Q. With Chris Moore, this was a guy that you didn't necessarily know that you were going to have to depend on this year, but at what point did you have a sense that he could handle some of the things you are asking him to do in terms of that versatility you were just referencing?
BRONCO MENDENHALL: Chris struggled in spring practice so we were encouraged from what we saw last fall as a first year and anticipated being very impressed in the spring, which we weren't. He did not play well in the spring and did not perform well. That was the feedback he received at the end of spring practice. Through the summer, there were players that, when I would see them, show up for work and they were up on the second floor, they would be talking positively about different guys they liked at workouts, and Chris's name started to come up, but really in fall camp we just saw he was outplaying a lot of our defensive roster.
He was doing it really consistently and he was doing it at multiple positions. So really it was fall camp where we started to believe that he was going to continue and maybe pick up from where he had left off at the end of his first year fall, not the spring. So it took a while for him to connect that. He missed some time in between in terms of focus and urgency and preparation, but to his credit, he took the feedback really well, listened and then applied what our expectations were from him and, man, he's doing a really nice job for us now.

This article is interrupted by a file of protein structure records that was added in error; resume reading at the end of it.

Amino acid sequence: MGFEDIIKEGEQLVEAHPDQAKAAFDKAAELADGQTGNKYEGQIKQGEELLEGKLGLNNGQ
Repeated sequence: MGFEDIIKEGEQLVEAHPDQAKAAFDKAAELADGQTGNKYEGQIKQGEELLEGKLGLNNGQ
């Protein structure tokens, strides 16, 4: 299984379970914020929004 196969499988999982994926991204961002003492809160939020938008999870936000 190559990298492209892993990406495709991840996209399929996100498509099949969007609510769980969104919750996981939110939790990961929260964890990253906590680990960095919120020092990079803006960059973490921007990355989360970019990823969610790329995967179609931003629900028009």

Q. This team, this program hasn't general been a good road team for the last several years and obviously you won a lopsided game at Boise. What did that do for your team's confidence in going on the road?
BRONCO MENDENHALL: Well, I'm not sure. We didn't make, um, anymore of the road game than we needed to at Boise and leaving early and whatever their record was.
I think that's what was swirling around and they get plenty of that. I just -- my approach and our approach as a team, it's just the same game, a different location. I'm not a believer in making more of something, regardless of history than needs to be and I like all the focus to be on our current preparation, our current assignments, our current application of what we're being taught, man, and there is just not much more room for anything else to occupy their mind.
We think all that is is interference. Anything that's interference doesn't help us play well. We do our best to present as coaches and as a program, yeah, it's a different state and it's a different stadium, but I mean, come on what else really could impact this? I don't like the idea of -- we have a saying that we think there are two types of people, those that act and those that are acted upon. Wherever you go you can act your way into playing well rather than just waiting for someone to determine outcome.